Psychiatric morbidity among homicide offenders: A Swedish population study

Department of Psychiatry, University of Oxford, Warneford Hospital, Oxford OX3 7JX, U.K.
American Journal of Psychiatry (Impact Factor: 13.56). 11/2004; 161(11):2129-31. DOI: 10.1176/appi.ajp.161.11.2129
Source: PubMed

ABSTRACT The authors examined psychiatric diagnoses of all individuals convicted of homicide and attempted homicide in Sweden from 1988 to 2001 (N=2,005).
High-quality national crime and hospital registers were linked to investigate standardized psychiatric diagnoses of homicide offenders.
The presence or absence of psychiatric diagnoses was ascertained for 1,625 (81%) of the homicide offenders; 1,464 (90%) of these offenders had a psychiatric diagnosis. Twenty percent (N=409) of all 2,005 offenders had a psychotic illness, and 54% (N=589) of a subgroup of 1,091 offenders with information on secondary diagnoses had a personality disorder as a principal or secondary diagnosis. Only 10% of the offenders for whom psychiatric diagnostic information was available had no diagnosis.
Using a comprehensive method for identifying psychiatric illness in homicide offenders, the authors found higher rates of psychiatric morbidity than previous studies. Their findings underline the importance of psychiatric assessment in homicide offenders and suggest that treatment might have a preventive role.

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    ABSTRACT: Few studies have examined temporal changes in the contribution of psychosis to homicide offending. This research examines whether the incidence and the proportion of people with schizophrenia spectrum disorders, compared to all homicide offenders, have changed over a 20-year period in Sweden. All homicide offenders in Sweden from 1987 through 2006 were identified in the National Register for Criminal Convictions and linked on an individual level to the Central Archive of the National Board of Forensic Medicine, where data concerning individuals subjected to a forensic psychiatric examination in Sweden are registered. Offenders with a diagnosis of a schizophrenia spectrum disorder (F20-F29) formed the subgroup of offenders with psychosis. While the overall incidence of homicide did not change over time, both the incidence and the proportion of offenders with schizophrenia spectrum disorders decreased somewhat in relation to all homicide offenders. Although offenders with a schizophrenia spectrum disorder still comprise a disproportionately large share of all homicide offenders, their contribution to the overall incidence of homicide is at least not increasing in Sweden. Yet, it remains a significant problem that needs to be addressed by clinicians and researchers.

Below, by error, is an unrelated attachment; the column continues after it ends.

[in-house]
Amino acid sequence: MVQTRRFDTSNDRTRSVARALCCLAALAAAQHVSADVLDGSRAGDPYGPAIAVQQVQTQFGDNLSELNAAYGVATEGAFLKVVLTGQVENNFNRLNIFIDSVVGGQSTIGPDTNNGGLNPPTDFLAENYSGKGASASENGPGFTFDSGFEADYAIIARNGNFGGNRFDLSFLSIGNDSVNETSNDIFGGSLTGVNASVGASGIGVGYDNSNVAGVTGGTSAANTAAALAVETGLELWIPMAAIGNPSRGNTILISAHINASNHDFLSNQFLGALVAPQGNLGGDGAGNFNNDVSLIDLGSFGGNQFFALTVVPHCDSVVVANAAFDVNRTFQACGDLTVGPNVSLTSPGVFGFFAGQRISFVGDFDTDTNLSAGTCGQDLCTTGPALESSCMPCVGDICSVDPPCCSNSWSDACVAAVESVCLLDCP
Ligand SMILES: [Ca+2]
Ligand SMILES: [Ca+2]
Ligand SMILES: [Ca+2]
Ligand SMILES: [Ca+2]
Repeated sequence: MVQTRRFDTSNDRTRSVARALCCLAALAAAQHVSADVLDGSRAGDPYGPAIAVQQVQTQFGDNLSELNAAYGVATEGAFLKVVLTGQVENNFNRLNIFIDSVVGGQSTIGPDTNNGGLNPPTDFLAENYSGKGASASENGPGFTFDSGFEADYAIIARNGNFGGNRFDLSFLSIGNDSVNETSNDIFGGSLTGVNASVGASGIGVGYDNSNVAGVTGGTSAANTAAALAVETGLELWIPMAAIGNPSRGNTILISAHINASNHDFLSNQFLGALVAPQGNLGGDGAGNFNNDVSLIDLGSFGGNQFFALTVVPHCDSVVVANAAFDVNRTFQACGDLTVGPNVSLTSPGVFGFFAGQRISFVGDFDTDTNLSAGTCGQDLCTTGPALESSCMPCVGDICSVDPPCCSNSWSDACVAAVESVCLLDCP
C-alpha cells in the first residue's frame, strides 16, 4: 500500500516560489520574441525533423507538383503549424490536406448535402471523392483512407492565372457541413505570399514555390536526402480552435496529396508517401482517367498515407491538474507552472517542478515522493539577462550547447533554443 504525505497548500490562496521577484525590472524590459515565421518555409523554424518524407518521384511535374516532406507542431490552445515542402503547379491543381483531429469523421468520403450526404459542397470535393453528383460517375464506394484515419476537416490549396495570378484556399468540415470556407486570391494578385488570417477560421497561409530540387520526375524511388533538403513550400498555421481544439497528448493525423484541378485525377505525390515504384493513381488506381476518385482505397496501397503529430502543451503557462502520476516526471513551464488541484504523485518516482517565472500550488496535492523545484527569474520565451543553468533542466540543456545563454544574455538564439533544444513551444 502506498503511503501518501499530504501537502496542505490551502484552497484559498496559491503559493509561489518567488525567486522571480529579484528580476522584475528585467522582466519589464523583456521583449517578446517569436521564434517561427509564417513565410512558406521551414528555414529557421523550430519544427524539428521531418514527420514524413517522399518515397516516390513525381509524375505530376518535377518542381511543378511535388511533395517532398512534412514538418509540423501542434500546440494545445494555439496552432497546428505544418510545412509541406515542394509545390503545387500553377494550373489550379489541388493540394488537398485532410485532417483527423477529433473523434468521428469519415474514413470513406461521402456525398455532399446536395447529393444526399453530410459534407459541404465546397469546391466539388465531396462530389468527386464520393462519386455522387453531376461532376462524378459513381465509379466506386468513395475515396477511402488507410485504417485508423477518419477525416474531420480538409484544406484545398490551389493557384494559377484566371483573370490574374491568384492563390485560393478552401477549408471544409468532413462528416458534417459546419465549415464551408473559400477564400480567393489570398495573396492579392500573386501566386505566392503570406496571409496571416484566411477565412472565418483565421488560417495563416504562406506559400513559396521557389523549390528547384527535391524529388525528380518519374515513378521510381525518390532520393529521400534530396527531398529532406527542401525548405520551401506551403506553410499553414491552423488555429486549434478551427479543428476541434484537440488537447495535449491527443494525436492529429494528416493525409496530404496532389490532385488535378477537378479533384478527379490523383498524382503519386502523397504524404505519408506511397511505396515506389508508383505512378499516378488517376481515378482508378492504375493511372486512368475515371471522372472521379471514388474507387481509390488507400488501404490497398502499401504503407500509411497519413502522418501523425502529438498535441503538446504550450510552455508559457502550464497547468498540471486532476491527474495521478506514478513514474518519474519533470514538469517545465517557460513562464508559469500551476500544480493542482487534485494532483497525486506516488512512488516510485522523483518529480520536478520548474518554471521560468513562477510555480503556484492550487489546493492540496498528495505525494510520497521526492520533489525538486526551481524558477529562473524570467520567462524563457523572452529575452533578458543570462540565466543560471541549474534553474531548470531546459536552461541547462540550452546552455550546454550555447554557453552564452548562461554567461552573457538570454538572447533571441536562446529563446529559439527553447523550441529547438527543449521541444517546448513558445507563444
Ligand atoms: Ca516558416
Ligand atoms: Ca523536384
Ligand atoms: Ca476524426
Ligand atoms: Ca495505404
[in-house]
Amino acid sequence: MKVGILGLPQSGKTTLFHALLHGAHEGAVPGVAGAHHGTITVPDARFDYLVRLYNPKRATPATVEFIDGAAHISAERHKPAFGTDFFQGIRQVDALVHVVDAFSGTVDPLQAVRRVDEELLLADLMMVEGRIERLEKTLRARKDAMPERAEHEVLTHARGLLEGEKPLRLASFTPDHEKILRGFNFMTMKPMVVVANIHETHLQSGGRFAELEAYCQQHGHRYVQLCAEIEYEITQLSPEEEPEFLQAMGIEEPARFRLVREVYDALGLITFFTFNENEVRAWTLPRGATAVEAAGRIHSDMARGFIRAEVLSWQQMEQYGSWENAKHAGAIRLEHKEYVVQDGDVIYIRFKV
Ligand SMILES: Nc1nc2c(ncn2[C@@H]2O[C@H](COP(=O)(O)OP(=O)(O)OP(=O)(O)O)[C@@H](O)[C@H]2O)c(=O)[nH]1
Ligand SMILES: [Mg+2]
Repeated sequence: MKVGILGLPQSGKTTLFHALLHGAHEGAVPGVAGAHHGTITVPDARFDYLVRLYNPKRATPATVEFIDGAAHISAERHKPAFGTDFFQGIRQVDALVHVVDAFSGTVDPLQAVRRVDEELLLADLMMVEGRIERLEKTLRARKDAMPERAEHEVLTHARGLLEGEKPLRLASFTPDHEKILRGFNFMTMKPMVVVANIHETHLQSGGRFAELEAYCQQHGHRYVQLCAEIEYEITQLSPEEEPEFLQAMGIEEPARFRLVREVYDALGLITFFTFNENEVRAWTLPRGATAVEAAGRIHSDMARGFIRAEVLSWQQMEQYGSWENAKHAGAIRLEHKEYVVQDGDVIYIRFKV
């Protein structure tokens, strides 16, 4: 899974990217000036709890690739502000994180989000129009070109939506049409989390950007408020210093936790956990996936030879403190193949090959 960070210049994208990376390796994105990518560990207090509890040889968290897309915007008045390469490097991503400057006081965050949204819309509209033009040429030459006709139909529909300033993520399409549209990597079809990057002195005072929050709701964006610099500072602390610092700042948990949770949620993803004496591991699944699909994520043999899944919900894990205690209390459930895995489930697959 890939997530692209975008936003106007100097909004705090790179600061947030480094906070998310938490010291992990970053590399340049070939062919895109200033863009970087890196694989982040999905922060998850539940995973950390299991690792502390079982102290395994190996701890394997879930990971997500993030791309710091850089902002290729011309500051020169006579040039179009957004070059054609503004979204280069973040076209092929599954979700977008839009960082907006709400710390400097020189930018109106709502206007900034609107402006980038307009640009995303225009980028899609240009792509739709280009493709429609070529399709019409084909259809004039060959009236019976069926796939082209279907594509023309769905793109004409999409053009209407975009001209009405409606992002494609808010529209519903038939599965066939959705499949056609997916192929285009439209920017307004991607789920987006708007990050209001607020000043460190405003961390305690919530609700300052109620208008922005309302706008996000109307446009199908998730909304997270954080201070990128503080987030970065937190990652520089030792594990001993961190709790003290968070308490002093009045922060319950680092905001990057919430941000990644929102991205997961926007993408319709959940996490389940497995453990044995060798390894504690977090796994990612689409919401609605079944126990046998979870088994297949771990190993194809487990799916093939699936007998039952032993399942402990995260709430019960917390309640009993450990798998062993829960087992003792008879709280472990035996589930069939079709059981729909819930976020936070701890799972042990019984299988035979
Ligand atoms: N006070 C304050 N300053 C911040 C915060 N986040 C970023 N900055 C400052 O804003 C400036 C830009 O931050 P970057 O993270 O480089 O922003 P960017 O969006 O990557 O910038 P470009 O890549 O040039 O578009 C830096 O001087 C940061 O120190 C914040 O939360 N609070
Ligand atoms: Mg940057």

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    Psychological Medicine 04/2015; DOI:10.1017/S0033291715000458 · 5.43 Impact Factor
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    ABSTRACT: Background: Association between violence and mental disorders has contributed immensely to the stigma associated with mental illness in the society; because people erroneously see mentally ill individuals as dangerous, they will not want to associate with them. Aims: To assess the prevalence and pattern of psychiatric disorders among a sample of the violent offenders and to examine any relationship between psychiatric disorders and crimes. Method: This was a two-phase cross-sectional study in three police stations in Ile-Ife/Modakeke area of Nigeria. In the first phase, we screened 400 consecutive adults arrested for violent crimes using the General Health Questionnaire—30. In the second phase, all 36 persons with probable psychopathology were then interviewed with the Present State Examination to make a definitive diagnosis. Results: The mean age of all the subjects was 29.9 years (SD ± 7.3). The male to female ratio was 11:1. Respondents were mostly single (54%); most had secondary education or less (82%) and about 60% were currently using psychoactive substances (drugs). About 8.5% of all the subjects had a diagnosable psychiatric disorder; paranoid schizophrenia was the commonest psychiatric disorder (41.2%). Mentally ill subjects were three times more likely to commit homicidal offence than non-mentally ill subjects. Conclusion: There exists a significant but weak relationship between mental illness and violent crimes.